Speaking of boots, I don't know much about these Palladium boots but if this documentary is as good as it looks I'm gonna have to buy a pair.

Thursday, August 12, 2010

Black and White

Tuesday nights Doggy Style may have ended but my YouTube OCD has not.  While I work on a post about something relevant and informative, why don't you enjoy this black & white video duo?

Monday, August 2, 2010

The Pride Issue

In my last, long-ago post I think I made it sound like I was only going to be happy if I found things in SF that I like in Detroit, and I think anyone knows that would be a mistake.  San Francisco has many great things, and I suppose what I really meant is I needed to find the unique things about SF to enjoy just as I've found so many unique things about Detroit to enjoy.

Once I took a chill pill and just started hanging out, things fell into place.  Without belaboring the issue, I don't think I'll ever be in love with San Francisco like I used to be, the spark is gone.  But it's a really tremendous place and if you want to give me a six-figure job I will move there no problemo.

The first thing that really blew me away this trip was Pride.  I've never been to an SF pride, and I have to say it is mind-boggling how big it is.  I mean HUGE.  Coming from SE Michigan with our pearl necklace of Pride celebrations ... state-wide pride in Lansing, Motor City Pride in (ironically) Ferndale, Hotter than July Black Gay Pride ... it is amazing and scary to witness the sea of humanity that descends on the Civic Center in SF for Pride.  Literally people as far as the eye can see.  I only managed to snag a few pictures, but take a gander:

 We are everywhere. Especially MUNI.

 Hundreds and Thousands.  Just like Bronski Beat predicted.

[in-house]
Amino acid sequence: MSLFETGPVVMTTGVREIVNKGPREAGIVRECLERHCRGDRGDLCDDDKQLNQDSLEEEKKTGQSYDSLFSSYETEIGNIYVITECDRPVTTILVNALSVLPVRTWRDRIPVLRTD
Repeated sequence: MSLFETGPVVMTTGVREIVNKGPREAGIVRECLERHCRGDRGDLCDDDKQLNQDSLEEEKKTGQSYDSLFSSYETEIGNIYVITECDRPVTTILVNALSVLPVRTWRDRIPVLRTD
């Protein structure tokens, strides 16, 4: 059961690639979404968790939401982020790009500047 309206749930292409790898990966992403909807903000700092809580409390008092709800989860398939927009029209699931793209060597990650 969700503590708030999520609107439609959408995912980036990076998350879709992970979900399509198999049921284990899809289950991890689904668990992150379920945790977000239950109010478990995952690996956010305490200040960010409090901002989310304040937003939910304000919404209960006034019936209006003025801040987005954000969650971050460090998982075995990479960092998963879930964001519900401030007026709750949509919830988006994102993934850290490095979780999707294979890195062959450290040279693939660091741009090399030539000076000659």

Even my mom showed up. 

SF Pride is so big they even have a celebration the day before, Pink Saturday.  My hosts with the mosts threw a Pink Saturday party which was really my first chance to chat extensively with gay locals, nearly all of whom are transplants.

Think Pink!  And Drink!

Ball of Carnation.  That's what the world is today.

People who move to SF *love* SF, so it is always interesting to hear their stories (after reminding them that it is bad form to insult Detroit after I have said I like living there).  One guy who lived in NYC in the 70s and 80s said that what he really liked about San Francisco is that you can still reach out and touch the edge.  That's been lost in a lot of other cities.

Any of us in Detroit can probably relate, in perhaps a more immediate way.  As I said over two years ago after another SF visit:

There will be a time when there will be a Starbucks on every corner and we’ll talk with a dreamy look in our eyes about the great community that thrived at Café de Troit, where it seemed like everyone you met was making something happen in town. Lower Cass will get the Ilitch touch and we’ll laugh about the days of dodging crack whores and roosters on our way to Honest John’s. Corktown will turn into Birmingham and we’ll actually miss all those hipsters and Terry-oke at LJ’s.

As for finding the "spirit of Detroit" in San Francisco, that was kind of a bust.  I did get to meet Bob Mould randomly in a bar, which was awesome, and I saw a drag follow-up to Trannyshack that was literally unwatchable, but it's about the closest thing to a gay underground I found.  I do eagerly await the Detroit arrival of several SF trends:  the small-scale artisinal cocktail lounge, neighborhood chef-driven restaurants (Ann Arbor's contributions notwithstanding) and the Edison lightbulb in hospitality decor.  Maybe even all under one roof.  And sometime this decade.

In the meantime, it's good to have my travels over and finally be back in Detroit where - when I really want to - I can turn around and swim frantically back to touch the edge.